My lovely puppy, Carlton, is 6.5 months old, as far as we can tell. He weigs 31 pounds, and is all legs and teeth at this point. He loves other dogs, warms up to people, and is generally the best puppy ever. He also has “weird eyes,” as one of our veterinarians put it. She advised that we check with a veterinary opthalmologist as soon as possible.
That visit came on Tuesday, and it’s sent me down a long path of figuring out exactly how Carlton got to be who he is, and why. I wrote up some of this on Facebook, but since then I’ve been doing a lot more research, and as a person who once considered majoring in biology, I found it really fascinating. In fact, writing up my findings is so complex that I am going to break it into more than one post.
Vet visit findings
The regular vet had diagnosed Carlton as having some kind of eye abnormality, in addition to being blue, so she sent me to the veterinary ophthalmologist to see what’s up. This is the same woman, Dr. Yu-Speight, I went to when my corgi, Gwynneth’s eyes went bad (she ended up having them removed and lived 4 more years). We had a wonderful visit.
First of all, Carlton was quite the little man through the whole appointment. He even jumped into the car on command, finally! I am so proud of this dog. He was incredibly well behaved until we got back home, when he went bonkers.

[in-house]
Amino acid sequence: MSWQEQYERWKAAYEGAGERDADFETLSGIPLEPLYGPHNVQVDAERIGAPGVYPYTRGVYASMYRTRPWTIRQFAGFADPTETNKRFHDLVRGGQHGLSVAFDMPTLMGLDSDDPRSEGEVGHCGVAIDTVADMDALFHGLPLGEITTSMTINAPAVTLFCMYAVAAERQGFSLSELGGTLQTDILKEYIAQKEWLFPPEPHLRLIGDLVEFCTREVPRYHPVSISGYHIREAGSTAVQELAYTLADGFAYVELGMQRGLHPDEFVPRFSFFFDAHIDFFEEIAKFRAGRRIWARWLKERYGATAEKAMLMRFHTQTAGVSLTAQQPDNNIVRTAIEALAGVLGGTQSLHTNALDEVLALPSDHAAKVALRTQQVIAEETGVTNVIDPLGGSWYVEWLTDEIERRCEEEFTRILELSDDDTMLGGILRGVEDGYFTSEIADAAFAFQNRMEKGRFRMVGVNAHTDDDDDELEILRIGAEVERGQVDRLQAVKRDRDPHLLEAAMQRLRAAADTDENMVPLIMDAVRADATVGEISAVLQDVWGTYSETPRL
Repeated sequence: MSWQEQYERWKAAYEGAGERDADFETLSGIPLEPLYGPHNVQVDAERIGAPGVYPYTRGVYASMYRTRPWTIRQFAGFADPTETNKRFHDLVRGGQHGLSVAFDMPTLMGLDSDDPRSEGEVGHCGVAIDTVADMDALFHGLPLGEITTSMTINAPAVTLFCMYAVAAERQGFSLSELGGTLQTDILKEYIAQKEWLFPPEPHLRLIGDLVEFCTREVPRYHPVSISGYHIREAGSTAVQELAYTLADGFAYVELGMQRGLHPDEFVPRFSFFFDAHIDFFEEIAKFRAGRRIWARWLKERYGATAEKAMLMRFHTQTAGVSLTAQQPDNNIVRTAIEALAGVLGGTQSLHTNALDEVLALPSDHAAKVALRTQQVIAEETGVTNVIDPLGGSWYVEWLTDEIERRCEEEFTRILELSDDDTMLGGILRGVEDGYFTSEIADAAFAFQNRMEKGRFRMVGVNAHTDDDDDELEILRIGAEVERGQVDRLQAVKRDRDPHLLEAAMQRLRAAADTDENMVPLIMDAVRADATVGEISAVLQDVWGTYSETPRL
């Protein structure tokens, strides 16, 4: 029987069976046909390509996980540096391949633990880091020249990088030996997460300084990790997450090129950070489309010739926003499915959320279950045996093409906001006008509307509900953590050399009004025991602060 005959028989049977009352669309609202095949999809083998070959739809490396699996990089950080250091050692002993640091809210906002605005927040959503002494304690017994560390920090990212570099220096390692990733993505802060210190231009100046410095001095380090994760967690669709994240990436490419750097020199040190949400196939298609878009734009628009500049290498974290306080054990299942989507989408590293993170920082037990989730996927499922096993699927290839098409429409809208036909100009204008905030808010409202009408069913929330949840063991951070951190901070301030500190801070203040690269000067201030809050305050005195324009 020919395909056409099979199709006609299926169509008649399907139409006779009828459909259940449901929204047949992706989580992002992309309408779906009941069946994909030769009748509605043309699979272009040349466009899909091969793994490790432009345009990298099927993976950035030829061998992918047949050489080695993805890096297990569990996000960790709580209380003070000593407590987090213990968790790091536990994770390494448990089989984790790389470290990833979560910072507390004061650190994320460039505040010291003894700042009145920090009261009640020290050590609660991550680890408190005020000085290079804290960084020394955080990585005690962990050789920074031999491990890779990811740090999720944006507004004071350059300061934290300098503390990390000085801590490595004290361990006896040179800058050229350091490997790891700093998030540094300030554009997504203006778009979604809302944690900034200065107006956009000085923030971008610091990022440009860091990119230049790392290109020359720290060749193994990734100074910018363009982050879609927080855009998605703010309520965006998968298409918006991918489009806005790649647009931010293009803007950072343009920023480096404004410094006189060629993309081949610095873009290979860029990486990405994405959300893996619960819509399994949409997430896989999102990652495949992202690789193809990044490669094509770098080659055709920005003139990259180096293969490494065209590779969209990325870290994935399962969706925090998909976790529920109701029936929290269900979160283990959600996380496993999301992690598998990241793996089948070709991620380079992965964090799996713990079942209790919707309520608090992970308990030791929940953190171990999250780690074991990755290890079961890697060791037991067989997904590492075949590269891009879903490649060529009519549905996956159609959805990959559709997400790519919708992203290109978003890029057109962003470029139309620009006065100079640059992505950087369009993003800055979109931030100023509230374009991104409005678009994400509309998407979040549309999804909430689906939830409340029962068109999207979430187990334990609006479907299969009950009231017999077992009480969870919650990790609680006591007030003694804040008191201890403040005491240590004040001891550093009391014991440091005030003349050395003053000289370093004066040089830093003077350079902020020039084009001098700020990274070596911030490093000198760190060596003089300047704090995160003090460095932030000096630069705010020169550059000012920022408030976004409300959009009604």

There was a great deal of eye prodding and dropping involved, but they tested everything from tears, to pressure in the eye to the insides. So, he dealt with many substances and implements. I was amazed at his patience, even though he was obviously not enjoying the process.
Sure enough, his eyes are not “normal,” which we knew. But he CAN see, better in darker light, which we also knew.
Hi folks. Sorry for the inadvertent hiatus; I had some technical and scheduling difficulties, but I am back now. I’ve been thinking a lot about birds, so I’ll just share a bit about what’s going on with them here, and write more later! More posts! Yay!
Nests, Part 1